I am very sorry but I don't agree with it.
    Never feel sorry for disagreeing :)
    In my opinion 'dom' should be used as home rather not a house as a building. Ethymology - latin domesticus 'domowy' i domicilium 'siedziba' from domus 'dom'.
    As far as I can see and as far as I understand, the source you posted gives the etymology of domestykacja and domicyl, but not of 'dom'.
    I double checked, and also this source (you have to scrol down till *dom-, *dóm-o-) gives a PIE etymology for Polish dom, rather than a Latin one.

    Take good care.

    Groetjes,

    Frank
     

    werrr

    Senior Member
    I agree with Frank06. The influence of Latin on the family of Slavic languages was very unequal, but the word "dom" is Panslavic. The PIE origin is more acceptable.

    I always wonder at Polish zdecydować. The other Slavic variants are overshadowed. I see no reason to use this Latin word (I know it is'nt adopted directly from Latin, but it originated in Latin decernere).
     

    Thomas1

    Senior Member
    polszczyzna warszawska
    Hello Frank,

    I am very sorry but I don't agree with it

    In my opinion 'dom' should be used as home rather not a house as a building.

    Ethymology - latin domesticus 'domowy' i domicilium 'siedziba' from domus 'dom'.

    source
    You aren't exactly on the money saing so and the proportion of the usage of its senses by the Polish is more or less six of one and half a dozen of the other. I always used it and still use as home and house, I am a tad astonished at your comment since we don't have the difference which English has.

    [...]
    In my opinion 'dom' should be used as home rather not a house as a building. Ethymology - latin domesticus 'domowy' i domicilium 'siedziba' from domus 'dom'.
    As far as I can see and as far as I understand, the source you posted gives the etymology of domestykacja and domicyl, but not of 'dom'.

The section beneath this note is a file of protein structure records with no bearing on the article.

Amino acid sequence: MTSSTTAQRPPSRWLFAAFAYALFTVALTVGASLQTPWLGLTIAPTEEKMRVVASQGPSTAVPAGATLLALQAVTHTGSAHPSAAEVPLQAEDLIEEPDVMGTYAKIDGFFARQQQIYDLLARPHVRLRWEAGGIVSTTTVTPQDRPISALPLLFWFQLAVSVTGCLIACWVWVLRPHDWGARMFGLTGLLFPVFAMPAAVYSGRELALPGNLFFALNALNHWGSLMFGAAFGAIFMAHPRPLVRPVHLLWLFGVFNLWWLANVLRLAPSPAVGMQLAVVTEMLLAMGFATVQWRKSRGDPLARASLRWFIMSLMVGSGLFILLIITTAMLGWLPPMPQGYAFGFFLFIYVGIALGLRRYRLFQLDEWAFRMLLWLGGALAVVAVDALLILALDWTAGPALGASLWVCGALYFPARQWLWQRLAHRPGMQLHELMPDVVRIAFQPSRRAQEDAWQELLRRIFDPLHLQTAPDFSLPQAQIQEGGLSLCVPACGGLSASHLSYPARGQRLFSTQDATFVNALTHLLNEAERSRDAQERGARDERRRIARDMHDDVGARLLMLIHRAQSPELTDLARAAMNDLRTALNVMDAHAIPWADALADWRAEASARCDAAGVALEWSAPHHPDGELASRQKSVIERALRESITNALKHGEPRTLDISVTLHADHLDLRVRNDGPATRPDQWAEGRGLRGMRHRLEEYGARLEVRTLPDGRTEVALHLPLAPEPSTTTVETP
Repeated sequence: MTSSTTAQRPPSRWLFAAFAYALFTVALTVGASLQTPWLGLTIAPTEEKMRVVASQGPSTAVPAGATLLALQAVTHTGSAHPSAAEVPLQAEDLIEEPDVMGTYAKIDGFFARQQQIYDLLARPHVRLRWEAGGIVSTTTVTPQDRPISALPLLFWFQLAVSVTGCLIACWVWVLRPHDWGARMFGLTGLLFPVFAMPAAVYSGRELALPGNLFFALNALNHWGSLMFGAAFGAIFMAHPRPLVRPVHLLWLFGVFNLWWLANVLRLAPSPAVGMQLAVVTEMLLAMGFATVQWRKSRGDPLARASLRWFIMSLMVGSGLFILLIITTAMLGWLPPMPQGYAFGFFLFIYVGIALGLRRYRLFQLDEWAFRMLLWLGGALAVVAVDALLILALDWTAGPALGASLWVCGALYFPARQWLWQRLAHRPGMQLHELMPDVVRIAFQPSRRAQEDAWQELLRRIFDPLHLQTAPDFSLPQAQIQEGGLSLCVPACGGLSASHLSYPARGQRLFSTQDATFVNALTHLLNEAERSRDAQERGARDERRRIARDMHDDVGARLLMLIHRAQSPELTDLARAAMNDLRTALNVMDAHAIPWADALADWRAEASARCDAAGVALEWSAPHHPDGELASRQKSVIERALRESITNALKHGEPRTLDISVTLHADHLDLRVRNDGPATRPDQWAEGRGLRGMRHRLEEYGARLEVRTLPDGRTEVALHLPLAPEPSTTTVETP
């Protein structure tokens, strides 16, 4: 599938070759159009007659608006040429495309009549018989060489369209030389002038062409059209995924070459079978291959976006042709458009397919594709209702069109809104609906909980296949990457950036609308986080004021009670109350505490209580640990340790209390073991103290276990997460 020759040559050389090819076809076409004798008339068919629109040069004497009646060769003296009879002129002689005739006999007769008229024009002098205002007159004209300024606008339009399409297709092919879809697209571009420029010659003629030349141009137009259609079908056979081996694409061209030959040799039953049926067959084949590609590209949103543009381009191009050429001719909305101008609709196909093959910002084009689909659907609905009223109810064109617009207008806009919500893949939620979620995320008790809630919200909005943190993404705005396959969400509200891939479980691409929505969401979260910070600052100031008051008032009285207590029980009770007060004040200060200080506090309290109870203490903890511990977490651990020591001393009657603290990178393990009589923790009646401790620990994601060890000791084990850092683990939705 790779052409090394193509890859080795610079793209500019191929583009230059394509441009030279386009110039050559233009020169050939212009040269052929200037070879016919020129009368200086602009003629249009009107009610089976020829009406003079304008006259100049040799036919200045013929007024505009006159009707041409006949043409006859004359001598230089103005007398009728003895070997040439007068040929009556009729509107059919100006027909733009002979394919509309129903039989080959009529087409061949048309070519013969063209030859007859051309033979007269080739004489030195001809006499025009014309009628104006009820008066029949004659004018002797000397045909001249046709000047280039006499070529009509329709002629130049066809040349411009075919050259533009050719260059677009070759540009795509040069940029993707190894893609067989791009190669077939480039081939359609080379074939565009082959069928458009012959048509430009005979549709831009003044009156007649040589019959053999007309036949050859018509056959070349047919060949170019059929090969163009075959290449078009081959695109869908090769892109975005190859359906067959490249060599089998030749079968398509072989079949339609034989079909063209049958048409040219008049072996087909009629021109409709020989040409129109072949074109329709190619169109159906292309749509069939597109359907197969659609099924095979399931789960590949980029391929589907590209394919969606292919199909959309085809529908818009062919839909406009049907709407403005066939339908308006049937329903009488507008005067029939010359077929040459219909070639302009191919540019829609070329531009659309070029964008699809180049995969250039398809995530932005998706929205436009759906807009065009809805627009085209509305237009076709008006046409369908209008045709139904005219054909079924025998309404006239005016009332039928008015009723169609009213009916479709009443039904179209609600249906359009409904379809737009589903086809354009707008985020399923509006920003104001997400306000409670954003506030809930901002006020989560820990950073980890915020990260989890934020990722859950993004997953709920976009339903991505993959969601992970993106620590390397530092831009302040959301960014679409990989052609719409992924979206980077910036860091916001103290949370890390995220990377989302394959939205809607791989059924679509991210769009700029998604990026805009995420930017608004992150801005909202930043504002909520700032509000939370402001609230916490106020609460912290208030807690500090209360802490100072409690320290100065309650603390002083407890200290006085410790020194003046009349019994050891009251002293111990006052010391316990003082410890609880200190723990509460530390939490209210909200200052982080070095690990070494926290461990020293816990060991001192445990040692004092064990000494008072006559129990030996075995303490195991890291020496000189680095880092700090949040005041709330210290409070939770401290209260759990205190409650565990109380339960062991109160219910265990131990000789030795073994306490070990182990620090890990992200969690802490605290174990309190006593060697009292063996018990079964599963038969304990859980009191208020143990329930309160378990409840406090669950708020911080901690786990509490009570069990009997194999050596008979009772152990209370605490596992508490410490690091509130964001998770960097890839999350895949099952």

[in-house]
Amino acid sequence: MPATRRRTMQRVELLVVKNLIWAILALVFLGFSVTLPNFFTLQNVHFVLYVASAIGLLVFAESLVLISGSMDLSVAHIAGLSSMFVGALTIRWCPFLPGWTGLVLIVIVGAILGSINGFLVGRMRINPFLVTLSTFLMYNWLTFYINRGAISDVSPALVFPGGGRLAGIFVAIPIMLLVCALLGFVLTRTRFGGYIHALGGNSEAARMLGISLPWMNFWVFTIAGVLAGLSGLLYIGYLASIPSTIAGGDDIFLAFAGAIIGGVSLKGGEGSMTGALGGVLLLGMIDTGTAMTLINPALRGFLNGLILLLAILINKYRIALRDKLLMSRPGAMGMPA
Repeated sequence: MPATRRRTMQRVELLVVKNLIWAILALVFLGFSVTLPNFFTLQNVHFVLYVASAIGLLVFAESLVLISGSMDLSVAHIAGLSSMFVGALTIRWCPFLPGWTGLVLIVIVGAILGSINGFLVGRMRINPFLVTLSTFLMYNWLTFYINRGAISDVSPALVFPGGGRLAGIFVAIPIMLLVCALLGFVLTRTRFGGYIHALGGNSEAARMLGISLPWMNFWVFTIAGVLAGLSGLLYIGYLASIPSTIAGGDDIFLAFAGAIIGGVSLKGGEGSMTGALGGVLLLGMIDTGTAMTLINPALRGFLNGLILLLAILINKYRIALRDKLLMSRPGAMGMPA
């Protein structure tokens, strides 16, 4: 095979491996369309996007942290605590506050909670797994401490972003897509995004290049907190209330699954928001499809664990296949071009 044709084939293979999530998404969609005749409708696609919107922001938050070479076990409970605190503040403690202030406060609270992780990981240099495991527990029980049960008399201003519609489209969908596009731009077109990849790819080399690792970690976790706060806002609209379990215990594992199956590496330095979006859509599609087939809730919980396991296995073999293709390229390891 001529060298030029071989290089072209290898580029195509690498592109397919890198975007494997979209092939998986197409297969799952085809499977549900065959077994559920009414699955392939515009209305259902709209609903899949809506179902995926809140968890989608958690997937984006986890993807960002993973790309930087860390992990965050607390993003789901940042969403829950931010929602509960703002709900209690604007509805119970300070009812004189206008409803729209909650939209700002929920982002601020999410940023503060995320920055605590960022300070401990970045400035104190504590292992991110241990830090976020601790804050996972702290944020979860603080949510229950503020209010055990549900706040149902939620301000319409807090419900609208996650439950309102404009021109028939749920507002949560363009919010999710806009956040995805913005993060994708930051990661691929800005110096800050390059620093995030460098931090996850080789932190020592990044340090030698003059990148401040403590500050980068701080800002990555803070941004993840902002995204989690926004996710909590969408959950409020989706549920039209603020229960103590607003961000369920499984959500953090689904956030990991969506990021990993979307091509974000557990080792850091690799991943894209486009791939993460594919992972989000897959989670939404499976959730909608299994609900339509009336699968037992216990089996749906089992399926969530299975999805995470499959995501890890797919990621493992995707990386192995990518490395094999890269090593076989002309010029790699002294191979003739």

I double checked, and also this source (you have to scrol down till *dom-, *dóm-o-) gives a PIE etymology for Polish dom, rather than a Latin one.

    Take good care.

    Groetjes,

    Frank
    To my native knowledge you're right on this one. The terms in the entry linked to by Seana are used in the jargon of lawyers and a plethora of them is indeed of Latin origin (including the ones in question, OC). They sound really formal to me almost like straight from an office. They have a different origin from our dom which is very likely to be, as you said, of Proto-Slavic origin (btw, domú is the kreska above the u a designate of its quantity, please?).

    I agree with Frank06. The influence of Latin on the family of Slavic languages was very unequal, but the word "dom" is Panslavic. The PIE origin is more acceptable.

    I always wonder at Polish zdecydować. The other Slavic variants are overshadowed. I see no reason to use this Latin word (I know it is'nt adopted directly from Latin, but it originated in Latin decernere).
    I don't see any counterarguments why we shouldn't use it. :D

    Tom
     

    cajzl

    Senior Member
    Czech
    Some common words:

    mass - msza - mše (< missa)
    church (building) - kościół - kostel (< castellum)
    altar - ołtarz - oltář (< altarium)
    shirt - koszula - košile (< casula)
    onion - cebola - cibule (< caepa, caepula)
    parsley - pietruszka - petržel (< petroselinum)
    colour - kolor - (barva) (< color)
     

    Seana

    Senior Member
    Polish
    Hi,

    If you don't mind I would like to return to the topic about ethymology one of the very important Polish word - 'dom' once again.

    Latin 'domus', or at 'domi' means: at one's (own) place, at home.
    as the symbol of the family, the tribe (domus te nostra tota salutat- Cicero), as well as sect and school.
    Latin word 'foris' is meaning out-of-doors, beyond the walls.